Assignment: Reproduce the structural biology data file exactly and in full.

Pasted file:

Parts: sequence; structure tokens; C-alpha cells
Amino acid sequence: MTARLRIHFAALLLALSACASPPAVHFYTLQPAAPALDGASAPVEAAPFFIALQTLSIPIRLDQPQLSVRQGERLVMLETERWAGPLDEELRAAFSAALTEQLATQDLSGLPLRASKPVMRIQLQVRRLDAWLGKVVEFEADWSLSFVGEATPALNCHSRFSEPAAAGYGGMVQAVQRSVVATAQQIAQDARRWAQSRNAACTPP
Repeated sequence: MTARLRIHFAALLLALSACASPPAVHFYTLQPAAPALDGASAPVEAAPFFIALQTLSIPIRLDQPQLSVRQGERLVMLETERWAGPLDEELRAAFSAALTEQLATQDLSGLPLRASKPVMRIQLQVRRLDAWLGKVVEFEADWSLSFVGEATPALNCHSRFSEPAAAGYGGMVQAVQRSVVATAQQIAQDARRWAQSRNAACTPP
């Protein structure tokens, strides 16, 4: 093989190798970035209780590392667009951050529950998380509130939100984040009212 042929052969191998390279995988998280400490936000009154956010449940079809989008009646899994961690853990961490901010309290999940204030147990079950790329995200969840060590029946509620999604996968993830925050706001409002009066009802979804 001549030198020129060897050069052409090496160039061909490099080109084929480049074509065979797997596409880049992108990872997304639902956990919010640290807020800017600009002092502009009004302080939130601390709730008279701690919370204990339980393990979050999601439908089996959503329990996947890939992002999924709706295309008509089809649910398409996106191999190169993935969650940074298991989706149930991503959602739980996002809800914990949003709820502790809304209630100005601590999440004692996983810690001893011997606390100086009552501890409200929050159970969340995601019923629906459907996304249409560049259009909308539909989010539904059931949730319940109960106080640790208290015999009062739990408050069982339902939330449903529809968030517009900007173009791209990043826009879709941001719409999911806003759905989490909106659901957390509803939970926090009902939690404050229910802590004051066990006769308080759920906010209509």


Parts: sequence; structure tokens; C-alpha cells
Amino acid sequence: MTARLRIHFAALLLALSACASPPAVHFYTLQPAAPALDGASAPVEAAPFFIALQTLSIPIRLDQPQLSVRQGERLVMLETERWAGPLDEELRAAFSAALTEQLATQDLSGLPLRASKPVMRIQLQVRRLDAWLGKVVEFEADWSLSFVGEATPALNCHSRFSEPAAAGYGGMVQAVQRSVVATAQQIAQDARRWAQSRNAACTPP
Repeated sequence: MTARLRIHFAALLLALSACASPPAVHFYTLQPAAPALDGASAPVEAAPFFIALQTLSIPIRLDQPQLSVRQGERLVMLETERWAGPLDEELRAAFSAALTEQLATQDLSGLPLRASKPVMRIQLQVRRLDAWLGKVVEFEADWSLSFVGEATPALNCHSRFSEPAAAGYGGMVQAVQRSVVATAQQIAQDARRWAQSRNAACTPP
């Protein structure tokens, strides 16, 4: 093989190798970035209780590392667009951050529950998380509130939100984040009212 042929052969191998390279995988998280400490936000009154956010449940079809989008009646899994961690853990961490901010309290999940204030147990079950790329995200969840060590029946509620999604996968993830925050706001409002009066009802979804 001549030198020129060897050069052409090496160039061909490099080109084929480049074509065979797997596409880049992108990872997304639902956990919010640290807020800017600009002092502009009004302080939130601390709730008279701690919370204990339980393990979050999601439908089996959503329990996947890939992002999924709706295309008509089809649910398409996106191999190169993935969650940074298991989706149930991503959602739980996002809800914990949003709820502790809304209630100005601590999440004692996983810690001893011997606390100086009552501890409200929050159970969340995601019923629906459907996304249409560049259009909308539909989010539904059931949730319940109960106080640790208290015999009062739990408050069982339902939330449903529809968030517009900007173009791209990043826009879709941001719409999911806003759905989490909106659901957390509803939970926090009902939690404050229910802590004051066990006769308080759920906010209509």